LGBTQ+ radicals have been especially unhappy with institutions taking part that have historically played a part in the oppression of the queer community.

Police and prison guards are seen as some of the worst offenders. For the more anti-Establishment activists, the police uniform is synonymous with the brutal discrimination and oppression of queer people. After all, people used to be arrested and/or beaten up by police due to their sexuality. Prison guards, too, are seen as part of a penitentiary system in which LGBTQ+ are mistreated or not given full human rights.

Such activists are suspicious of the various institutions of the state, and private companies, that seek to be involved in the queer movements and their events. Some question whether these institutions and companies are genuine in their attempts to be full participants in the queer movement, and whether they have changed enough, given their history of discrimination. There is a suggestion that the queer community is being too compliant with these parts of the Establishment, and therefore being subject to “pinkwashing”.

Debates over who can march in the Pride Parade

Recent decades have seen pride parades and other queer community events become more and more inclusive of mainstream and status quo agencies. But over the last few years, there’s been a radicalism building against this “mainstreaming”. Protests have occurred against police and prison officers in previous marches. And debates have increased in volume about the politics of these events and who should be included.

For the radical wing of the queer community, these developments reflect the idea that the liberalisation of sexuality and gender rules has primarily benefitted the more upwardly mobile gay professionals in society. This is the constituency that is now most in favour of police participation in pride events. Whereas the more marginalised queers are most likely to have run-ins with police, and therefore less likely to want to rub shoulders with them on a fun event like a Pride march.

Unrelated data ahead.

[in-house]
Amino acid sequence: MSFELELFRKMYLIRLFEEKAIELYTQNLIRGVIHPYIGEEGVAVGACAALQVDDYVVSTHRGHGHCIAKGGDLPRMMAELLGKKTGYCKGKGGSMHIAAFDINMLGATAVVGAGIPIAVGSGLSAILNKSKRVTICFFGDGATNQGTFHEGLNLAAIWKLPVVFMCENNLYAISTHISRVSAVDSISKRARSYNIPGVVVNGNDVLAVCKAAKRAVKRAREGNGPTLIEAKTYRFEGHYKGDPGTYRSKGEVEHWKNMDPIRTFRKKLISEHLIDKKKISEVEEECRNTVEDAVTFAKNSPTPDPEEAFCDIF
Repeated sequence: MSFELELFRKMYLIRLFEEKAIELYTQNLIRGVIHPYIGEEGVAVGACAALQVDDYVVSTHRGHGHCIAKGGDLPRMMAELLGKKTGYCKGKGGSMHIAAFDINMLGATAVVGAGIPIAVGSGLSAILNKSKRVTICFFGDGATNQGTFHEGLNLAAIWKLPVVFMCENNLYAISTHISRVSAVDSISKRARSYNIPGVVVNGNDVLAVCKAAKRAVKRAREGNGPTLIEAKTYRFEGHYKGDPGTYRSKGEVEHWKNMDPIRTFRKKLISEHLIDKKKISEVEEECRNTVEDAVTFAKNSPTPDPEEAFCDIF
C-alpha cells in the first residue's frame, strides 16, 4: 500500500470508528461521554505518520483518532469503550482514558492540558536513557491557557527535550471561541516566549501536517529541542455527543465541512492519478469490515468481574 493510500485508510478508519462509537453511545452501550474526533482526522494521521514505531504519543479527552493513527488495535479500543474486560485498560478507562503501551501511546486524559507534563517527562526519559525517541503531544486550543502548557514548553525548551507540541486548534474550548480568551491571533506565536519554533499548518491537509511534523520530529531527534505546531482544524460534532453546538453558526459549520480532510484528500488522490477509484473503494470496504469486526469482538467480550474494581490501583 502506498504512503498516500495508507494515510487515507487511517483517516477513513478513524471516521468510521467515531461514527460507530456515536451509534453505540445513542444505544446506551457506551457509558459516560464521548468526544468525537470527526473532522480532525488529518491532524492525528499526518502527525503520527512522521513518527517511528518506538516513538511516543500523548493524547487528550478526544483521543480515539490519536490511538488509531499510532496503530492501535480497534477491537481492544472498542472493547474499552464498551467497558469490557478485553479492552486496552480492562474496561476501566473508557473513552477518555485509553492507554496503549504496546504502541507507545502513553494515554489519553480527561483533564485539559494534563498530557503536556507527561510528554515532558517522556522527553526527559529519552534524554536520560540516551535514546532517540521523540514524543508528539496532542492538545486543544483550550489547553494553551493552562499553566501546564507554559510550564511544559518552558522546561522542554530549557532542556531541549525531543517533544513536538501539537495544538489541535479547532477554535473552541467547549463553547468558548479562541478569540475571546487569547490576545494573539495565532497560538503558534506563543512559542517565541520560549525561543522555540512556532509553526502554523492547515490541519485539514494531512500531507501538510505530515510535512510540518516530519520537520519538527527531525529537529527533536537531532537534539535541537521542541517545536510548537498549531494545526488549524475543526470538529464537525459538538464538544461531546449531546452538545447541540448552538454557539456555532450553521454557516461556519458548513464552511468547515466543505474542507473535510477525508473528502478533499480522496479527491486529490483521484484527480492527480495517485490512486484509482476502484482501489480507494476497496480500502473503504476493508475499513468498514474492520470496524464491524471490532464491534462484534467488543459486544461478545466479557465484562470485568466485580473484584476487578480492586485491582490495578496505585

Clearly, the historical process of homosexual law reform over the last thirty-five years – along with further progressive change – has led to a polarisation between more marginalised and less marginalised queers. Therefore, as in many other social movements, a schism has now occurred between those more radical and conservative wings.

Perhaps we shouldn’t expect or demand that the divide be resolved. As with other political movements that attempt to represent social constituencies, the Pride controversy points to the impossibility of sustaining one homogenous entity – regardless of whether it’s a parade, a political party or a more amorphous “movement”. Inevitably, there are cross-cutting differences. The Māori Party was a lesson in this – it sought to represent Māori as some sort of homogenous voting group, but the contradictions of its support base meant that it broke apart (most notably with the more radical Hone Harawira departing).

Likewise, perhaps there’s simply a need for a number of different queer movements or events. Having one Pride Parade simply doesn’t work for encapsulating both the political struggle of the radical wing and the celebration of the more conservative wing.

That’s basic politics: a recognition that there are different ways in which social change should be viewed and progressed. Schisms happen – but sometimes that’s the sort of positive, political diversity we should in fact be encouraging.